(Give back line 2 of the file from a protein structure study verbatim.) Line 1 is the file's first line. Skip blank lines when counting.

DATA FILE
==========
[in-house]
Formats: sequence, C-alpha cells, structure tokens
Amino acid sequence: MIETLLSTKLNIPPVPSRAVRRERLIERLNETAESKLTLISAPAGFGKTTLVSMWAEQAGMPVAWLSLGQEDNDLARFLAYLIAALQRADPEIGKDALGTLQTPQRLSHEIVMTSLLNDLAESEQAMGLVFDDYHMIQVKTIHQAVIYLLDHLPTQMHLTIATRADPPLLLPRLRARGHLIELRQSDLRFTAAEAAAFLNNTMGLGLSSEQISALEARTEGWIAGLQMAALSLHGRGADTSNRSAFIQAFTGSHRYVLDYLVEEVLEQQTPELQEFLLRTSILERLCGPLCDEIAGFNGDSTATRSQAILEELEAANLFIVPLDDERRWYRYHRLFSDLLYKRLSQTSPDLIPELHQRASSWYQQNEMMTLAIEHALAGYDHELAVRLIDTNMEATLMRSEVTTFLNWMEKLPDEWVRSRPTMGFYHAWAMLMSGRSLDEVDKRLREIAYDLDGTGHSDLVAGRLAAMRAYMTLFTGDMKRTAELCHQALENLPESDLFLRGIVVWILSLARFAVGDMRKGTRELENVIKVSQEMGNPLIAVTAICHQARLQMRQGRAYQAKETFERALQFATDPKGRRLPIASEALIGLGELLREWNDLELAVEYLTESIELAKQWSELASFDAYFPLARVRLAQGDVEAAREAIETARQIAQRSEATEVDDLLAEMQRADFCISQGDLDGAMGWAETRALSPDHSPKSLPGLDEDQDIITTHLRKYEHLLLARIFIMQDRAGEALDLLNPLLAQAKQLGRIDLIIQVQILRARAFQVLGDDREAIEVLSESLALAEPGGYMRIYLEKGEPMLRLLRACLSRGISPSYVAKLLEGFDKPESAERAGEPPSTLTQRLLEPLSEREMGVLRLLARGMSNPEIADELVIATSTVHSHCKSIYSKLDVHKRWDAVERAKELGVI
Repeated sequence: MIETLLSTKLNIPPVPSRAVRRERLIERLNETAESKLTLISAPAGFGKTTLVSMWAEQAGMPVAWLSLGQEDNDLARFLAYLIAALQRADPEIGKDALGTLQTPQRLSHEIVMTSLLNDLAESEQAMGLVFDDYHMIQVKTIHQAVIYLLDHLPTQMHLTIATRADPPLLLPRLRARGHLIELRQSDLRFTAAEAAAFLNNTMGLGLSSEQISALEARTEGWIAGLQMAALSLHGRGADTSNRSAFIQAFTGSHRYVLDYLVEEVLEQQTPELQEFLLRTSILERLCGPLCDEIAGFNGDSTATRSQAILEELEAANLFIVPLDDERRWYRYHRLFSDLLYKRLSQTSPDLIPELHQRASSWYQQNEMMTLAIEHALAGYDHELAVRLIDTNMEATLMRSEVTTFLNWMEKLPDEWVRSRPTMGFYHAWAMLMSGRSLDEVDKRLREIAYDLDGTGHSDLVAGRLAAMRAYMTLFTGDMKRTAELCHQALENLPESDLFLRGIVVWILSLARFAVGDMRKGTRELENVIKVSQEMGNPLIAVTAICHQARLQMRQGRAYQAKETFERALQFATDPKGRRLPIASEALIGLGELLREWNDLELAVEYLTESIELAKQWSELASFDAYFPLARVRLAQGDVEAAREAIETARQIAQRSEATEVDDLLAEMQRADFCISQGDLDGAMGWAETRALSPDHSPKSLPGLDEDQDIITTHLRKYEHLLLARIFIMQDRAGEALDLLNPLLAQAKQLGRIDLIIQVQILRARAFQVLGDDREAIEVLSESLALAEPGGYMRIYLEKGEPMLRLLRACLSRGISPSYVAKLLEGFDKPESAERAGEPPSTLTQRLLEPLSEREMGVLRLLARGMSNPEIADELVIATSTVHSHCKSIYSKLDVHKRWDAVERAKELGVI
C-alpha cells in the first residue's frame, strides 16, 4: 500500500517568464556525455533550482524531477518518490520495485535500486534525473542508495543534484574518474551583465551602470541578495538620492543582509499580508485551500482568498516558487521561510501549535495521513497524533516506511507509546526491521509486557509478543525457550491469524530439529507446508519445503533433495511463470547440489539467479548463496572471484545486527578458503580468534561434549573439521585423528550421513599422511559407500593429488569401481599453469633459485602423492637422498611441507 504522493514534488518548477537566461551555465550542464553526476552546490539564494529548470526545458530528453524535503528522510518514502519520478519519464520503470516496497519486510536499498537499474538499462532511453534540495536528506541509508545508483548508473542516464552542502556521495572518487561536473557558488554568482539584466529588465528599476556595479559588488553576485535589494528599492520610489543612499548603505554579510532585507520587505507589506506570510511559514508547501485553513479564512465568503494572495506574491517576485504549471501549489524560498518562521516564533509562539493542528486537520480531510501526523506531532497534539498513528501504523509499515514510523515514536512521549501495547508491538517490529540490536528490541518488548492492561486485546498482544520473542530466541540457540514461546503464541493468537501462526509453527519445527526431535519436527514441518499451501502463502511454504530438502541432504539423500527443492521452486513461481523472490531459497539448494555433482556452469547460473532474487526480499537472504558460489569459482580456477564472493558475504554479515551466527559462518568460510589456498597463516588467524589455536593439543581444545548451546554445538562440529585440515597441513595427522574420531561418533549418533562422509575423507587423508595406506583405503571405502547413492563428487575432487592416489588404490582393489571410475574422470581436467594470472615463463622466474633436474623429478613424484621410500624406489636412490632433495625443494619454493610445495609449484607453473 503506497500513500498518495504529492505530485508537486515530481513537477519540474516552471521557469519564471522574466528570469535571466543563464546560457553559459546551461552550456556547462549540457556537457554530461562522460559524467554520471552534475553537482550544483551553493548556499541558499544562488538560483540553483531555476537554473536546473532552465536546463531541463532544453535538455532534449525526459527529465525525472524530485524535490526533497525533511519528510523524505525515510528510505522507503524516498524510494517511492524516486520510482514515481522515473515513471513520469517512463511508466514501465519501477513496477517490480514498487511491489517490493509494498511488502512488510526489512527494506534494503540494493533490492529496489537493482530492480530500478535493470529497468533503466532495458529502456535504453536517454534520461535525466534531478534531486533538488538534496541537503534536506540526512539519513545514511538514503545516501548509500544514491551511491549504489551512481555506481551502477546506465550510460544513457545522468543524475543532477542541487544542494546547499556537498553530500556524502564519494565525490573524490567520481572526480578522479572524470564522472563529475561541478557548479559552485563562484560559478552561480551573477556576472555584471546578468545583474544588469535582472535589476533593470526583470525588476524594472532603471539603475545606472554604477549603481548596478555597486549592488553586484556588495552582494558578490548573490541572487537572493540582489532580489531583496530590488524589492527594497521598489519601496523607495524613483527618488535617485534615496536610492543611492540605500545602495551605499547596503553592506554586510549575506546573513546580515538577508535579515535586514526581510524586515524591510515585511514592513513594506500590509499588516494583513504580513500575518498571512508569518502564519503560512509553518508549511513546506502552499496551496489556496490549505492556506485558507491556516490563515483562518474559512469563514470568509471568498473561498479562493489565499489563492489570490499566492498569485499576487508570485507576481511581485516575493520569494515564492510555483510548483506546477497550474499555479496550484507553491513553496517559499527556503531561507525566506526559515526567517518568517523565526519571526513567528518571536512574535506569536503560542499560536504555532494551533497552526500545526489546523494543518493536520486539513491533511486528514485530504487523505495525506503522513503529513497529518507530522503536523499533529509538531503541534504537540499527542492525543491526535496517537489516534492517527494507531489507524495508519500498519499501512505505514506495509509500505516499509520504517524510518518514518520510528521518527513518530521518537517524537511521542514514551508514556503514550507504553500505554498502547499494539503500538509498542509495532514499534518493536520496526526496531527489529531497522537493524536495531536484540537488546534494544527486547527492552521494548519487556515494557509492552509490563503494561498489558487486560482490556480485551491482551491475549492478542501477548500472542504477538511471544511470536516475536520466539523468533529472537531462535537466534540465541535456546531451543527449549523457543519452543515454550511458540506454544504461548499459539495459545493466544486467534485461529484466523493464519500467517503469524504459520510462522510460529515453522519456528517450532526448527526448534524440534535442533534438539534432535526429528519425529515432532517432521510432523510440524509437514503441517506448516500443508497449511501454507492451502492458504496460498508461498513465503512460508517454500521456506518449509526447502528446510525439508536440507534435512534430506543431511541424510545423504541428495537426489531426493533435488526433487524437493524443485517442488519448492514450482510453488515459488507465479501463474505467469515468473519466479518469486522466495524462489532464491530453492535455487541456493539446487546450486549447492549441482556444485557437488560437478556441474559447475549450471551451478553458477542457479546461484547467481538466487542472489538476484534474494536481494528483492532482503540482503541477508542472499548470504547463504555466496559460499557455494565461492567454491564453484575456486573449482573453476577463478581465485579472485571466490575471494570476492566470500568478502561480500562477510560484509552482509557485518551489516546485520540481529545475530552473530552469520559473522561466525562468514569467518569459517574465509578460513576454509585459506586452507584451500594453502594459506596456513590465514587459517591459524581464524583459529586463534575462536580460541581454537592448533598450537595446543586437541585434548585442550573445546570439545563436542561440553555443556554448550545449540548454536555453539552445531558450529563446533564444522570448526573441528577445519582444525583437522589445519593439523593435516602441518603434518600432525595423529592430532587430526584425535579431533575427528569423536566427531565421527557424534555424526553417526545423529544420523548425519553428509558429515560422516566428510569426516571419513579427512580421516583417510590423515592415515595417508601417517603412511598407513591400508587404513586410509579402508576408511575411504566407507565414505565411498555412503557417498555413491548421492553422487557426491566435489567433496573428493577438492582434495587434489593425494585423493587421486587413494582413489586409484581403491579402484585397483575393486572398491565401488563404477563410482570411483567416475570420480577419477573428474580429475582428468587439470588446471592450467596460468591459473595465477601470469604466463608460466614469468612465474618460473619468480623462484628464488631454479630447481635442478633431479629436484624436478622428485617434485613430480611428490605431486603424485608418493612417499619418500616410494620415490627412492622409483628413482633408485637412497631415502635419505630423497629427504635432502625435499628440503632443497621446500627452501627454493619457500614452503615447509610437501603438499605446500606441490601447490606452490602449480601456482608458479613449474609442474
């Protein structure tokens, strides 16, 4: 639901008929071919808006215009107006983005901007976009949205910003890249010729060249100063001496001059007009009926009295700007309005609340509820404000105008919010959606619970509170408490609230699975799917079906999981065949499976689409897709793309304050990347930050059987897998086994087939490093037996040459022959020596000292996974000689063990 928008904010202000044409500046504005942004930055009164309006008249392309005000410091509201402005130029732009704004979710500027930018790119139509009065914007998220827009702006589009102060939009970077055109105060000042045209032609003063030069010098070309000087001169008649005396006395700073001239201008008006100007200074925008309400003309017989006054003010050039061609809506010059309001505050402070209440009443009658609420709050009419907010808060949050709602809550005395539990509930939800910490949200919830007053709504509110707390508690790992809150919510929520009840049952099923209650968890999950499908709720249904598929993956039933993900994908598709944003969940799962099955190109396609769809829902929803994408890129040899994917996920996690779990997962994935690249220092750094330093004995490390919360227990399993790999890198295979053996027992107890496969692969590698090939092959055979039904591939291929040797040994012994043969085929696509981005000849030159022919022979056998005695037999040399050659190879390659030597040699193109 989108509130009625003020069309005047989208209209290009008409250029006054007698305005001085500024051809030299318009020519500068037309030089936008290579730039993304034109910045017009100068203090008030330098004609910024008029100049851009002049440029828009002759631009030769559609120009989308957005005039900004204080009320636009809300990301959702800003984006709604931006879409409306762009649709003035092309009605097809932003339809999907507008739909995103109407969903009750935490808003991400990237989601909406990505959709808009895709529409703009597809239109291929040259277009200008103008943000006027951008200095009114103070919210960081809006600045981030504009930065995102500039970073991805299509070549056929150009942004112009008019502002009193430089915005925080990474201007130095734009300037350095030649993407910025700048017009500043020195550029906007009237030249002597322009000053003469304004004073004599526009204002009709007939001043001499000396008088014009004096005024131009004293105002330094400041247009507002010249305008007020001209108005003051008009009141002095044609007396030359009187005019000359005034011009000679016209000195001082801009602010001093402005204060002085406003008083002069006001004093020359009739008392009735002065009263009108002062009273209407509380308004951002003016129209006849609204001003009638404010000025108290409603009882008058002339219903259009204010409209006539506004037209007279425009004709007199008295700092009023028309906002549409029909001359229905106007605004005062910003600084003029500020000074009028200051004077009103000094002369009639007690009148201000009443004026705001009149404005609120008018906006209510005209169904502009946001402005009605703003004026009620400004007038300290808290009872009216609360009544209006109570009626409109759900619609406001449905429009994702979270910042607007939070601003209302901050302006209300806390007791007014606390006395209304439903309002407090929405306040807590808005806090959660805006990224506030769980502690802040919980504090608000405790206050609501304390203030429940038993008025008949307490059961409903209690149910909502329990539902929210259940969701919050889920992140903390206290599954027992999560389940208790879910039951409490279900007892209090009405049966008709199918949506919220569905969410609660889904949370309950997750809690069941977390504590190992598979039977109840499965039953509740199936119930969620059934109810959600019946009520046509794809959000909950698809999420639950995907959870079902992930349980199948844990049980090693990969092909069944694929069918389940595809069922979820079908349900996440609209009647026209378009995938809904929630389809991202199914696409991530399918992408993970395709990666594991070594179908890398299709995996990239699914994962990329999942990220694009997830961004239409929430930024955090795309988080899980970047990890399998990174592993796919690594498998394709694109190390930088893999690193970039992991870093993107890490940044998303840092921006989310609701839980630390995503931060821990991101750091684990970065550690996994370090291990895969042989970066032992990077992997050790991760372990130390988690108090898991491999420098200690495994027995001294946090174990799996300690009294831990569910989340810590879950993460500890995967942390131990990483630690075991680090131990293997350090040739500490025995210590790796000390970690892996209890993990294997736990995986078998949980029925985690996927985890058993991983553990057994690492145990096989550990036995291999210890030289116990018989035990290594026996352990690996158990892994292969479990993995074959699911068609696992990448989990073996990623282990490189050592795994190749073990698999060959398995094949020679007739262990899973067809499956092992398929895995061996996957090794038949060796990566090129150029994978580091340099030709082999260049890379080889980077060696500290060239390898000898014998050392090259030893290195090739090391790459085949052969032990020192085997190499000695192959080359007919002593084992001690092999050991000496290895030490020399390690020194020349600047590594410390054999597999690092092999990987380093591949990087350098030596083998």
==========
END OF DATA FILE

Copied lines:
Formats: sequence, C-alpha cells, structure tokens